[sebhc] introduction

Barry Watzman Watzman at neo.rr.com
Wed Jun 29 06:17:38 CDT 2005


You may recognize me as I am a fairly major "SOL" collector.  However, I was
also the product line director at Heathkit while the H89 was being marketed.
There are several other key former Heath people here on this list, also.

There is a "Configuration Guide" for the H89 that I wrote while at Heathkit,
that became an official Heathkit document.  It's available online in the
Harte library, or I can send it to you.  It will probably help you out a
lot.  [Actually, I see from your list that you have the hard copy version.
Spend some time studying that document.]

The H-47 is junk, because of the junk Remex drives (which are,
unfortunately, not standard 8" floppies).  I'd be surprised if it works (not
all that many of them worked back in 1981).  There was no Heathkit product
that allowed the use of "standard" 8" drives with the H89.

There are two different 5.25" Heathkit floppy controllers for the H89, a
single density controller using hard sector diskettes and a double density
controller using soft sector diskettes.  Either or both can be installed,
but they take different media, and the boot media needs to be configured to
use them (there were 4 different disk systems available for the H89, the
"17", "37", "47" and "67").  There were also two major operating systems
available, CP/M and HDOS.  CP/M was standard CP/M 2.2 with a Heathkit BIOS,
and BIOS source code was provided, but the BIOS and the system regeneration
procedure were fairly complex.

I'm not sure what the CDR stuff that you have is, a memory disk card or some
high-density RAM card, I suspect.

The H-77 is just a case and power supply for two external 5.25" disk drives.
The drives are standard 5.25" drives.  You may have either the
Siemens/Wangco drives, which are single sided, or Tandon drives, which could
take on several flavors (including some that were 80 track 96tpi drives).
In any case, an H-77 case can be connected to either controller (a
hard-sector "17" or a soft-sector double density "37").  A major issue with
hard-sector "17"-based systems these days is getting hard sector (10-sector)
5.25" blank media.

Hope that this helps.

Barry Watzman
Watzman at neo.rr.com

-----Original Message-----
From: sebhc-bounces at sebhc.org [mailto:sebhc-bounces at sebhc.org] On Behalf Of
Jim Battle
Sent: Wednesday, June 29, 2005 2:56 AM
To: sebhc at sebhc.org
Subject: [sebhc] introduction

Hello, sebhc list members.

I'm new here, and new to the heath scene.

Recently I was given three H89 computers, an H47 dual 8" disk drive unit, an
dual 5.25" disk drive unit, along with some disks and docs.

One machine has a single full sized 5.25" drive and it gets the H: prompt,
and I 
can boot off of the internal drive (it is set up as the secondary drive).  I

have only one disk that wants to boot from that drive, running CP/M 1.34 or 
somesuch.  I tried hooking up the H77 to it but the H77 is wired up such
drive 0 in the external drive is mapping to drive 0 of the internal drive.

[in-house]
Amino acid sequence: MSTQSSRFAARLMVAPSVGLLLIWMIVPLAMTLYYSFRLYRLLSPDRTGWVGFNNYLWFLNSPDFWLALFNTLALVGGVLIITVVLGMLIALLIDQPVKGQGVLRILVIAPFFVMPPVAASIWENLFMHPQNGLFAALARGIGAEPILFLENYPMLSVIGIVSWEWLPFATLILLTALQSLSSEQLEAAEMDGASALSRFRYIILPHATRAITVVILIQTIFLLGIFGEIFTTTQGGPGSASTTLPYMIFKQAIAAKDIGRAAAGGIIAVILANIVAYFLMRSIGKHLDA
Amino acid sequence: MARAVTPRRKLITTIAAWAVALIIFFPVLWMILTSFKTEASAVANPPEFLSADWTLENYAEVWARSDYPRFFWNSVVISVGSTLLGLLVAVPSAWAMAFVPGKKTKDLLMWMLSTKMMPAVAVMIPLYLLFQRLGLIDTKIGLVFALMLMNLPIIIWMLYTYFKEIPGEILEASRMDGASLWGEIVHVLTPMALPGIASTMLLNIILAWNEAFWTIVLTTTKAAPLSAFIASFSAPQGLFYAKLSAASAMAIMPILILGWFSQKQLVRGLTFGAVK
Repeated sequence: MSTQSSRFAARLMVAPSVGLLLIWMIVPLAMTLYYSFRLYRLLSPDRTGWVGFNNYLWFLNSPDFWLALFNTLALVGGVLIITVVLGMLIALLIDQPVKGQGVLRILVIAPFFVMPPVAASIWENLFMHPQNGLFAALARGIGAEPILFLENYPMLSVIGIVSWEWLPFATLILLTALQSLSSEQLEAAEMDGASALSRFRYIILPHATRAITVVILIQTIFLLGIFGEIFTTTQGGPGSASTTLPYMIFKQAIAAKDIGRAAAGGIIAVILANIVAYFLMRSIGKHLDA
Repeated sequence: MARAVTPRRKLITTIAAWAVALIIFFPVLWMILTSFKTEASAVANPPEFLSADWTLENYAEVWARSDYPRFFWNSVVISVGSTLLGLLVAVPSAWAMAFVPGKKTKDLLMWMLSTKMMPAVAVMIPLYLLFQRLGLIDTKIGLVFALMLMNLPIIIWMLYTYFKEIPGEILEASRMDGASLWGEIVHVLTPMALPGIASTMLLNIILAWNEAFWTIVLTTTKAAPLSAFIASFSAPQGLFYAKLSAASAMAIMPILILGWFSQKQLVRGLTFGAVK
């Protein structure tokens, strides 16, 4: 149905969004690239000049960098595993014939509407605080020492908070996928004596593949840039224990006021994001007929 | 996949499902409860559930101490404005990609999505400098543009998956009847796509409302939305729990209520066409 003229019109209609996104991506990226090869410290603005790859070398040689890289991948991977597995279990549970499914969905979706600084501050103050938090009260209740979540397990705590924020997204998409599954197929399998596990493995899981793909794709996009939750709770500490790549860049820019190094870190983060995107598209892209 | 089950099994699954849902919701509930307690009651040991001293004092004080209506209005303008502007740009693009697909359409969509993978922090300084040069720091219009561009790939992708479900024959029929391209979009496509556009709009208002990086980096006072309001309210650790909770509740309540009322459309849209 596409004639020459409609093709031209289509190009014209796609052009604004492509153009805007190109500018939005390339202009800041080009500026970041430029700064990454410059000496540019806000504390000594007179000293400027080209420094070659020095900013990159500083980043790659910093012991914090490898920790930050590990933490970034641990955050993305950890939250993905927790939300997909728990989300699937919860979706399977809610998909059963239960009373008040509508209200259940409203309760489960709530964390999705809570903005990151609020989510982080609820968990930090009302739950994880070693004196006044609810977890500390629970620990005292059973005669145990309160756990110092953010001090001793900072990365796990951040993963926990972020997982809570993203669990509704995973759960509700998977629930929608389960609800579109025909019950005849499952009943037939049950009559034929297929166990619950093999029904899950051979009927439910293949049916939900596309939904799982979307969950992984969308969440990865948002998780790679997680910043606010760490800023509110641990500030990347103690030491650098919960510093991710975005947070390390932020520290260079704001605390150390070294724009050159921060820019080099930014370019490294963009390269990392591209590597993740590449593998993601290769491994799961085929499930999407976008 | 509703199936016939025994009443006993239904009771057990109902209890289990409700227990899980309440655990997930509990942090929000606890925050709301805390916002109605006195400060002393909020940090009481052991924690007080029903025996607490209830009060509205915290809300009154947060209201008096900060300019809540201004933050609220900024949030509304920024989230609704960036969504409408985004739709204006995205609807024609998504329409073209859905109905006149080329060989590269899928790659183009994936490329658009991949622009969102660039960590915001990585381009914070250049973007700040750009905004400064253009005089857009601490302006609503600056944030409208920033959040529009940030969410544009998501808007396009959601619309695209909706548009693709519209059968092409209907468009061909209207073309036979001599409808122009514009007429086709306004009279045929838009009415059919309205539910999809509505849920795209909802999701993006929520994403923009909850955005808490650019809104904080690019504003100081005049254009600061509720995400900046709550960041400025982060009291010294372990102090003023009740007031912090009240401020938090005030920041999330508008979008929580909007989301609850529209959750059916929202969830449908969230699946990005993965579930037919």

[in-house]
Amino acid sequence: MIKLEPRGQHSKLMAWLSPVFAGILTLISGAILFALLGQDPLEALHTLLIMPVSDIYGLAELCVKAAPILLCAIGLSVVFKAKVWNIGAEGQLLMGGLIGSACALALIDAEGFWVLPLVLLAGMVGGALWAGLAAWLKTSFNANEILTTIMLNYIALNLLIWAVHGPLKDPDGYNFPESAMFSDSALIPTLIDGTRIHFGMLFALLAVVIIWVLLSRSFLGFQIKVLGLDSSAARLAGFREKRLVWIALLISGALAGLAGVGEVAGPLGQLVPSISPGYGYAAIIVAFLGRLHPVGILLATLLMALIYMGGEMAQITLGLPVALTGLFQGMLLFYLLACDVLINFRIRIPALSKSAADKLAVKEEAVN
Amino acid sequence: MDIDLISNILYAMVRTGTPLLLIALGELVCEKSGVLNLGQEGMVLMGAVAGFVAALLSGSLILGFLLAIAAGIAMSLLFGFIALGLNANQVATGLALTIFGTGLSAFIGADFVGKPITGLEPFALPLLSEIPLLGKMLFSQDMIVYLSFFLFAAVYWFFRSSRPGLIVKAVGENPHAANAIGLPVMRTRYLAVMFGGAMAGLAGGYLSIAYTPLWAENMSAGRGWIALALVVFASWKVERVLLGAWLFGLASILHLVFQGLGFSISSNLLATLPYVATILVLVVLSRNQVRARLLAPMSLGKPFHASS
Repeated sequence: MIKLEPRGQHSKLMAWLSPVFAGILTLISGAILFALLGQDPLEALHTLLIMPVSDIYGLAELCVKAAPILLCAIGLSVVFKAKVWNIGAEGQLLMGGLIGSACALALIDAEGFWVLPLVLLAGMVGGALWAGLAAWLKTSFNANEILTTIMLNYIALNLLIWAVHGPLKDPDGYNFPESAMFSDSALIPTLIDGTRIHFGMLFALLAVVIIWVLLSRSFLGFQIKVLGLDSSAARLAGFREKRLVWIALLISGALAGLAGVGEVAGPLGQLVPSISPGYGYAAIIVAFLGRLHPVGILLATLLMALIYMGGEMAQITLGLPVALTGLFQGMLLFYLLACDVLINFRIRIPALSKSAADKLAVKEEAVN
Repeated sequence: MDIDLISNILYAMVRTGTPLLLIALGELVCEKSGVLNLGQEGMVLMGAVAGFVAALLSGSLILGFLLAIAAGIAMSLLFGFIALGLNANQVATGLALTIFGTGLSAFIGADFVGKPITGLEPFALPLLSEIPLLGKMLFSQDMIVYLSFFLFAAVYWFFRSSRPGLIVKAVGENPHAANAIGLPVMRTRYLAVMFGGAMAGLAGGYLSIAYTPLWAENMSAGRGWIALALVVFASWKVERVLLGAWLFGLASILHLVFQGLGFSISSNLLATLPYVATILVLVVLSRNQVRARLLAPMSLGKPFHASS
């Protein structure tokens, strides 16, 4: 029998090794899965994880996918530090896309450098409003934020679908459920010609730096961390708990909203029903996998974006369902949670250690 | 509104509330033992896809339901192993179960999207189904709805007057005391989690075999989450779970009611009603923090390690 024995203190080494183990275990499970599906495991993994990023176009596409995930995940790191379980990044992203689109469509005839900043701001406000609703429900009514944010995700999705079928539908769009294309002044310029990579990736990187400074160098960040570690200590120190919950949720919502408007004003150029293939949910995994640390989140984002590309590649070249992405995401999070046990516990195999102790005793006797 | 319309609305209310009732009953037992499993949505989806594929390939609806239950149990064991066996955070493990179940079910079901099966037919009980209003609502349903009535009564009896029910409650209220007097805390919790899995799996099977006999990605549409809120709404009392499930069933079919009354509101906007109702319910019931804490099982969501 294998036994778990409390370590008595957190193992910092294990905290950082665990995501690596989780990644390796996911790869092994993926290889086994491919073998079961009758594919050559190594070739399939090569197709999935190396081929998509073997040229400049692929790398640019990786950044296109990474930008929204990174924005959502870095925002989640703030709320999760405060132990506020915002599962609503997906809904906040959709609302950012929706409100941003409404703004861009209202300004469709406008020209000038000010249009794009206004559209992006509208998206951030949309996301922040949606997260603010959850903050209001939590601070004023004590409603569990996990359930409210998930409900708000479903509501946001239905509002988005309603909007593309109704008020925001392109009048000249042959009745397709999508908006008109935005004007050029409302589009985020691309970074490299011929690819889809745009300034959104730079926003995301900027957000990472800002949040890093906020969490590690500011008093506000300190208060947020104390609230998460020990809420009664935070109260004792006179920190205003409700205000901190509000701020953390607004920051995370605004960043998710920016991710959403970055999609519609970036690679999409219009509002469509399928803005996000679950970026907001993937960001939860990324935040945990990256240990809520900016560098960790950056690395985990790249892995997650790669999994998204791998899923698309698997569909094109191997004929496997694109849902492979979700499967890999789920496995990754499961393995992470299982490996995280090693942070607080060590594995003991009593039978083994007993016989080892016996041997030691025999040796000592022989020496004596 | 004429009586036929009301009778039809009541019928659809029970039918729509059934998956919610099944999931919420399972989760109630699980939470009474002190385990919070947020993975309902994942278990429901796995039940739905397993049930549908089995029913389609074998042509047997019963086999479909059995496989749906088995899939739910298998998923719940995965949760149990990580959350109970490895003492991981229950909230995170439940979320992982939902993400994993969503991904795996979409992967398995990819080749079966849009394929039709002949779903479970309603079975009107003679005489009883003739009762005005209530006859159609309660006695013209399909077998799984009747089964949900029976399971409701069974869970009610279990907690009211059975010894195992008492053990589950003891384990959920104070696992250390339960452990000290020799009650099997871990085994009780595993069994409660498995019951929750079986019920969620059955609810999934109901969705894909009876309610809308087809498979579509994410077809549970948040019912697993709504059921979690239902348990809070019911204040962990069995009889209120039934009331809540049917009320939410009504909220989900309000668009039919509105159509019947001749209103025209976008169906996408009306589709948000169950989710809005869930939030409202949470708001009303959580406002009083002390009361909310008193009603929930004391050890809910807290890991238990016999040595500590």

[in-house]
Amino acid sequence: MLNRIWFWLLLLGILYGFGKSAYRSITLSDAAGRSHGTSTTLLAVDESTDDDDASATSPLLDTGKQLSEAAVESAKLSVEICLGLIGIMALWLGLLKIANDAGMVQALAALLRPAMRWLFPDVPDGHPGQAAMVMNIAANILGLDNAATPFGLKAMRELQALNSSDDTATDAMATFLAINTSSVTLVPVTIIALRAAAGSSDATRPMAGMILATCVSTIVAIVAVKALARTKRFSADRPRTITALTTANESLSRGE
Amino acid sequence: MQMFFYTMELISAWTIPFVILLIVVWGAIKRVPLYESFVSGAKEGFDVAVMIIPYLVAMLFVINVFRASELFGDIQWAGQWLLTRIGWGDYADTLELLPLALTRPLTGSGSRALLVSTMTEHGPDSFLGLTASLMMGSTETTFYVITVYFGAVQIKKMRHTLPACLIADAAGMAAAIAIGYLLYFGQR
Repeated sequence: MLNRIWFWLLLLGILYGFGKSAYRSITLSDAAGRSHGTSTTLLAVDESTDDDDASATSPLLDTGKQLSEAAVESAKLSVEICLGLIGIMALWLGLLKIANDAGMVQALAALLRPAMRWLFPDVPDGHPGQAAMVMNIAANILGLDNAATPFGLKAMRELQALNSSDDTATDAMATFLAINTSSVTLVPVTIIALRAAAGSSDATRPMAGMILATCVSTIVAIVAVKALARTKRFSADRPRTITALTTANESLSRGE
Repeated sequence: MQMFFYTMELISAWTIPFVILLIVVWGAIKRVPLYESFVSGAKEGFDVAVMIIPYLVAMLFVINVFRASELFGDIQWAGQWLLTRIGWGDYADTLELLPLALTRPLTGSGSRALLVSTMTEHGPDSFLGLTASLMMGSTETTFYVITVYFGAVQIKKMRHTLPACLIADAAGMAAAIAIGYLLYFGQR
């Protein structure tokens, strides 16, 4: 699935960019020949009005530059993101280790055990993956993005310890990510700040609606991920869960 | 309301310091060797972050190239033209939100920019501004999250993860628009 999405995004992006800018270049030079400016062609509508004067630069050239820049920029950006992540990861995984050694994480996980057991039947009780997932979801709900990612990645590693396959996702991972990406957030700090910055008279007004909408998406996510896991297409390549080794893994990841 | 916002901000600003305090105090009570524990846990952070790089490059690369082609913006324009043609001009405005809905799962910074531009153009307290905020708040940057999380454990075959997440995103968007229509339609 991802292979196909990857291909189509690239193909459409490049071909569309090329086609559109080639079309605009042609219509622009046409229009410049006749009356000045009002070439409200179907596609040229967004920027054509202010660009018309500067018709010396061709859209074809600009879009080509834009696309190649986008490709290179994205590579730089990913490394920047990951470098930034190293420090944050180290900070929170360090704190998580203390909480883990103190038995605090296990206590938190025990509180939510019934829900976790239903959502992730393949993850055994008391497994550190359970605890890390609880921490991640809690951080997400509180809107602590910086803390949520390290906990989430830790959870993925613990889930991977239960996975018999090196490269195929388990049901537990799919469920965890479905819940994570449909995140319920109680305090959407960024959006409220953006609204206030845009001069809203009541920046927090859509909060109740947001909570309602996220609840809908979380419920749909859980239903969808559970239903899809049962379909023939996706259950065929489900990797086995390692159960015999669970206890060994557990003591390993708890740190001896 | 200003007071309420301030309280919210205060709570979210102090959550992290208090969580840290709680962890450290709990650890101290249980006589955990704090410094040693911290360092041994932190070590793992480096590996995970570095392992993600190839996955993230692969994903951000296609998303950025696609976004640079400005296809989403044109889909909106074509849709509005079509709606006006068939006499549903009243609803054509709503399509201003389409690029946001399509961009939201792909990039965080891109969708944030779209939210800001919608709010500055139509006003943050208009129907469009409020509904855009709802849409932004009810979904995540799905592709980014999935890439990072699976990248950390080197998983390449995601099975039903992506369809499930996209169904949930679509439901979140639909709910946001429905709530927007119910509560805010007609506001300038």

Unfortunately, one of the 8" disk drives in the H47 box had its door broken
during shipping (my sister decided she didn't want it sitting in her
until christmas, so she "packed" it and shipped it :-( )

The second machine is for parts it appears -- it has no disk drives, is
some keys, and there is nothing on the CRT when I power it up or reset it. 
Perhaps it requires a simple fix, but for now, I'm assuming it is for spare

The third machine has two half high 5.25 inch disk drives.  Many of those
disks that weren't readable in the first machine had "CDR" written on the
and I had no idea what that meant.  When I opened the third machine,
around inside the case was a two board sandwich that was made by "CDR
inc".  It contains a Z80 and what might be 1 MB of RAM.  THe other big chips
it are a national semi DP8409AN-2 (which I think is a dram controller), a 
national semi MM58167AN real time clock chip, and a socket for a 40 pin
which is empty.  there is a 40 pin ribbon cable from one of these CDR boards
the original Z80 socket on the main CPU board.  The reason those boards and
other I/O cards were floating around was that this machine is missing the
cages that should be holding in those cards.  I guess I have found the first
for my parts machine.  :-)

I've had the courage to try the third machine after reseating the floating
like I think they should be and indeed it works -- there is a 1MB RAM disk
it runs a 63K CP/M.  The disk drive capacity is 780KB according to D.COM.
of the disks has the CBIOS for the CDR system.  When you boot a CDR disk, it

says: do you want a ram disk or not?  If not, then the floppies are drives A
B.  If you do request the ram disk, then there are other questions to answer

(should I wipe what is already in the RAM disk (it is battery backed up I 
guess), do you want one or two RAM disk partitions).  If there is one ram
of nearly 1MB, then the physical first floppy becomes drive b:.

None of the disks that boot boot into HDOS.  Perhaps some of the 8" disks
but that will have to wait for another night.

The docs that came with the machine include
	Heathkit Manual for the DIGITAL COMPUTER H88 assembly (595-2267)
	Heathkit Manual for the DIGITAL COMPUTER H88 operation (595-2268)
	Heathkit Manual for the DIGITAL COMPUTER H89A operation
	Heathkit Manual for the FLOPPY DISK Model H47 (595-2467-01)
	Z89-47 accessory (595-2473-02)
	H-88/H-89/Z-89/Z-90 Configuration Guide (597-2571)
	Instructions for the PROM UPGRADE ACCESSORY Model H88-7 (595-2547)
	Modification Kit for the H88/WH89 COMPUTER Model H88-6 (597-2171)
	Instructions for 16K MEMORY EXPANSION ACCESSORY Model WH88-16
	Monitor MTR-89 (595-2508) (this is a rom source listing)
	BIOS LISTING for CP/M 2.2.03 (595-2775)

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